The audio/visual design to Naruto: Path of the Ninja is a double-edged sword. On the one hand, the voice acting is surprisingly good for a title like this; it's obvious that voices from the anime were used in the game. Naruto sounds and looks like Naruto, Sasuke sounds and looks like Sasuke, and the animation is fairly fluid while in battle. Even when wandering around in town, those who have watched the show will readily recognize characters like the hokage, your sensei, and other members of Naruto's ninja class wandering around and going about their business.
Regrettably, combat is another matter. Characters utter one of a very small range of sound clips whenever their turn comes up, when they hit an enemy, are hit by an enemy, perform a jutsu, or when ... pretty much anything happens. I've never actually wanted a "mute" status ailment in a game before now. The combat music gets old very quickly, and sound effects often feel like they came off of the 8-bit Nintendo Entertainment System; you'll want to play this one with the sound turned up for the voice acting, then turned down for everything else.
Challenge is offered in sudden, unexpected surges, such as the power level of your random encounters doubling from one screen to the next with no warning, and the occasional monster that needs to be killed in a different way. These would not be challenges if the player received any indication that something new was needed; the challenge comes not from the monsters, but from the lack of information the player receives. (Spoiler: Use jutsu [magic] on the centipedes!) Worse yet, in places where challenge really should be present, it is not; the second mission has the squad fighting a rogue tiger that's marauding through the woods, and I literally eliminated said tiger using nothing but the Fight command over and over again. On the other hand, there are facets of this game that make it incredibly easy, as well; monsters that steal from you will never run off, only too happy to allow you to beat the stuffing out of them and reclaim your lost goods. Mazes are mostly just paths with small detours, which almost invariably lead to liberally scattered treasure chests stuffed with endless restoration items and equipment.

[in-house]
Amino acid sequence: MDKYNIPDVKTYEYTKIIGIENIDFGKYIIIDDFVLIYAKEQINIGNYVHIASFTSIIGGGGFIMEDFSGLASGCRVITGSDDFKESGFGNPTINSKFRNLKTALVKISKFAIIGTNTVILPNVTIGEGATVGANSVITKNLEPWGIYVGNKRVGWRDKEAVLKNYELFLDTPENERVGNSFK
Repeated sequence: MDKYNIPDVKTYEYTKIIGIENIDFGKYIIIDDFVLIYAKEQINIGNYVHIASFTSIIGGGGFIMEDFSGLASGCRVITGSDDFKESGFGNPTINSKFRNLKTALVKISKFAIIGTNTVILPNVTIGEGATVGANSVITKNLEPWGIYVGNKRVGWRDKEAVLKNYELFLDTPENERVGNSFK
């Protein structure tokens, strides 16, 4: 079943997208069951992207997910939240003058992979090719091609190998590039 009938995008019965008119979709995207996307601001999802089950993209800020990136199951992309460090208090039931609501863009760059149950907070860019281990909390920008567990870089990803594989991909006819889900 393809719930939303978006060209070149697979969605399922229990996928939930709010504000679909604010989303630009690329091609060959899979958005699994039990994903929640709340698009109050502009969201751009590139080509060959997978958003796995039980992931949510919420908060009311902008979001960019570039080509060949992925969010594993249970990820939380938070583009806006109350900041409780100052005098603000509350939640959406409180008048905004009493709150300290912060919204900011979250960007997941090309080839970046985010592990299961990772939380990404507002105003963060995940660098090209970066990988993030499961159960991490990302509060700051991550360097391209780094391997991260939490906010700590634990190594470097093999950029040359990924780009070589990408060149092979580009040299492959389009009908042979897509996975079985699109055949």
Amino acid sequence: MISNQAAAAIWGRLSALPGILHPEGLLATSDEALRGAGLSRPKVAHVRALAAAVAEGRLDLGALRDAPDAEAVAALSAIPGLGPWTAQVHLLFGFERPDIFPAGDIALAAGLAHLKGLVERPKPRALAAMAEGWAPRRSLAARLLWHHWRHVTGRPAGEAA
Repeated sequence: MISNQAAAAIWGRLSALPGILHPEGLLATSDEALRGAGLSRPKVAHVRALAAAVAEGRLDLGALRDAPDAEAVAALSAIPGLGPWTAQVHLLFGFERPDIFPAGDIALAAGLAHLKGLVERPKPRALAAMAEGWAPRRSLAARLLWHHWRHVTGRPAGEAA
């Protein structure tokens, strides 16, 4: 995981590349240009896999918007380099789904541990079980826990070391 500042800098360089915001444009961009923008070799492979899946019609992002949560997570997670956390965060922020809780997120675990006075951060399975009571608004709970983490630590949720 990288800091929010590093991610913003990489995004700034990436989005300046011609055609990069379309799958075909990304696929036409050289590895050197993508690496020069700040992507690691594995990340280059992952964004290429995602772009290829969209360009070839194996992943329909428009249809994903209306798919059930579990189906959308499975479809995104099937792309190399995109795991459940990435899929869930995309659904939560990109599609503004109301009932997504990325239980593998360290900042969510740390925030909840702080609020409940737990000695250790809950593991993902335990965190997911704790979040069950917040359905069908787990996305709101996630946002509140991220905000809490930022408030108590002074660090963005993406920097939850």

Several of the gameplay elements that could and should have been very simple to incorporate into Path of the Ninja are missing. Naruto can walk only north and south, left and right; evidently, ninja training does not include the ability to walk in anything but the cardinal compass directions. This greatly extends your walking time in some cases, artificially adding volume to the title's total play time without adding depth of any kind.
An even greater affront comes in the fact that, while some jutsu simply work when cast, others require "hand signs." This is accomplished by rubbing your stylus up and down the screen as fast as you possibly can in an attempt to build up a "chakra meter" at the bottom of the screen. The higher your meter goes, the stronger your jutsu supposedly is, though I've noticed no effects other than a sore wrist, and I'm no slouch at reflex games. Even more of a slap in the face is the fact that improving your jutsu in this way uses more chakra points, causing you to sacrifice actual uses of the ability for no discernable benefit. Utilizing the stylus for anything other than those jutsu is an exercise in futility, as well; maneuvering Naruto's little strolls with it is painfully inaccurate, and you're better off just using the directional pad to choose options in combat.
All told, Naruto: Path of the Ninja is a disappointment for fans of the series. A story with as much depth and variety as Naruto should have been an epic role-playing game, but the end product with which we are presented is remedial and random, seeming very much as though the producers of this title were told to slap something together at the last minute, shove the Naruto characters into the game somewhere and get it to market in a hurry. Should this game be sent back to the academy? Believe it!